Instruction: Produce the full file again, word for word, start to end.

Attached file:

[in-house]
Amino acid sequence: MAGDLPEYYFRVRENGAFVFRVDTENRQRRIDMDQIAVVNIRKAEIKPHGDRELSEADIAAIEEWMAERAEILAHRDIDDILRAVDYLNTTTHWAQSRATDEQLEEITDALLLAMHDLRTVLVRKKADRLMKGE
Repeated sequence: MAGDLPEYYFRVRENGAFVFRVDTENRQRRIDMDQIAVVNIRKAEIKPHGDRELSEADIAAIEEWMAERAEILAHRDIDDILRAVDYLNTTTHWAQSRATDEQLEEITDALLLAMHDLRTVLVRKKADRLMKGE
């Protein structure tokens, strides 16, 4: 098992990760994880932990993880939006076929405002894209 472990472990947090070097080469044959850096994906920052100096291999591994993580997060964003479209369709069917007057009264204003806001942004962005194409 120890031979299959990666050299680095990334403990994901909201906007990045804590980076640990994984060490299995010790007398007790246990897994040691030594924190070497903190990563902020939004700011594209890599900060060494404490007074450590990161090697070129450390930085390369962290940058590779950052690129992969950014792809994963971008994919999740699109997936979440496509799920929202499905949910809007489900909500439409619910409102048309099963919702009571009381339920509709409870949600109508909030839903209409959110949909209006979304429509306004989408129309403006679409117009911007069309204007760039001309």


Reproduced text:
[in-house]
Amino acid sequence: MAGDLPEYYFRVRENGAFVFRVDTENRQRRIDMDQIAVVNIRKAEIKPHGDRELSEADIAAIEEWMAERAEILAHRDIDDILRAVDYLNTTTHWAQSRATDEQLEEITDALLLAMHDLRTVLVRKKADRLMKGE
Repeated sequence: MAGDLPEYYFRVRENGAFVFRVDTENRQRRIDMDQIAVVNIRKAEIKPHGDRELSEADIAAIEEWMAERAEILAHRDIDDILRAVDYLNTTTHWAQSRATDEQLEEITDALLLAMHDLRTVLVRKKADRLMKGE
């Protein structure tokens, strides 16, 4: 098992990760994880932990993880939006076929405002894209 472990472990947090070097080469044959850096994906920052100096291999591994993580997060964003479209369709069917007057009264204003806001942004962005194409 120890031979299959990666050299680095990334403990994901909201906007990045804590980076640990994984060490299995010790007398007790246990897994040691030594924190070497903190990563902020939004700011594209890599900060060494404490007074450590990161090697070129450390930085390369962290940058590779950052690129992969950014792809994963971008994919999740699109997936979440496509799920929202499905949910809007489900909500439409619910409102048309099963919702009571009381339920509709409870949600109508909030839903209409959110949909209006979304429509306004989408129309403006679409117009911007069309204007760039001309």